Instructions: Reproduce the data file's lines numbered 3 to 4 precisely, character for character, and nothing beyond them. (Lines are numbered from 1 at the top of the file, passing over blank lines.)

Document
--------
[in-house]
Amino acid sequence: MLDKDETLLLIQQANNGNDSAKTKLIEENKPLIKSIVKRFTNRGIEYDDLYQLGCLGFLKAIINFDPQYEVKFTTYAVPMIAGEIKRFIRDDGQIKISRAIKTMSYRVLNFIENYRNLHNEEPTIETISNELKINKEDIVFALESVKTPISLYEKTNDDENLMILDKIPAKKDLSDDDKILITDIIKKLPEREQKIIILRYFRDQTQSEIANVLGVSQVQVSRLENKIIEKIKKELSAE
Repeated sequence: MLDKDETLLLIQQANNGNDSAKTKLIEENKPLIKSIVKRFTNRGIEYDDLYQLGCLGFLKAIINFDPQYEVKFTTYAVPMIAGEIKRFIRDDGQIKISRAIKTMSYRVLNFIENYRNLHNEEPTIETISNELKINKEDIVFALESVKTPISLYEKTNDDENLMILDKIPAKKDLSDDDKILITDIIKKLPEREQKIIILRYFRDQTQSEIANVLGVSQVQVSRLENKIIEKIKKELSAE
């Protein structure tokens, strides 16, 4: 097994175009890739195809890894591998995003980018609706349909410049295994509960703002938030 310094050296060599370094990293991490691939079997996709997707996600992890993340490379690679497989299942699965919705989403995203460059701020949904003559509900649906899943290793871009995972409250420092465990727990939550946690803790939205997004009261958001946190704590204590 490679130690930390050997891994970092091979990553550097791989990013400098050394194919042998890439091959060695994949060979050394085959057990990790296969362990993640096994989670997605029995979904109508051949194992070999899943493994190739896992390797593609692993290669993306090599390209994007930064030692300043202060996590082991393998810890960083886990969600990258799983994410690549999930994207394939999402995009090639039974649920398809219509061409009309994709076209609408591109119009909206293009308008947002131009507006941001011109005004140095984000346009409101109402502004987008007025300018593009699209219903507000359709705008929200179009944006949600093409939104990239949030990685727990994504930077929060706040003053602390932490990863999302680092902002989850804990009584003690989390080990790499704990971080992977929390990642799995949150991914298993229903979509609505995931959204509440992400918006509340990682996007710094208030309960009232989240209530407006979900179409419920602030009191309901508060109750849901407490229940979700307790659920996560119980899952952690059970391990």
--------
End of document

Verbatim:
Repeated sequence: MLDKDETLLLIQQANNGNDSAKTKLIEENKPLIKSIVKRFTNRGIEYDDLYQLGCLGFLKAIINFDPQYEVKFTTYAVPMIAGEIKRFIRDDGQIKISRAIKTMSYRVLNFIENYRNLHNEEPTIETISNELKINKEDIVFALESVKTPISLYEKTNDDENLMILDKIPAKKDLSDDDKILITDIIKKLPEREQKIIILRYFRDQTQSEIANVLGVSQVQVSRLENKIIEKIKKELSAE
């Protein structure tokens, strides 16, 4: 097994175009890739195809890894591998995003980018609706349909410049295994509960703002938030 310094050296060599370094990293991490691939079997996709997707996600992890993340490379690679497989299942699965919705989403995203460059701020949904003559509900649906899943290793871009995972409250420092465990727990939550946690803790939205997004009261958001946190704590204590 490679130690930390050997891994970092091979990553550097791989990013400098050394194919042998890439091959060695994949060979050394085959057990990790296969362990993640096994989670997605029995979904109508051949194992070999899943493994190739896992390797593609692993290669993306090599390209994007930064030692300043202060996590082991393998810890960083886990969600990258799983994410690549999930994207394939999402995009090639039974649920398809219509061409009309994709076209609408591109119009909206293009308008947002131009507006941001011109005004140095984000346009409101109402502004987008007025300018593009699209219903507000359709705008929200179009944006949600093409939104990239949030990685727990994504930077929060706040003053602390932490990863999302680092902002989850804990009584003690989390080990790499704990971080992977929390990642799995949150991914298993229903979509609505995931959204509440992400918006509340990682996007710094208030309960009232989240209530407006979900179409419920602030009191309901508060109750849901407490229940979700307790659920996560119980899952952690059970391990």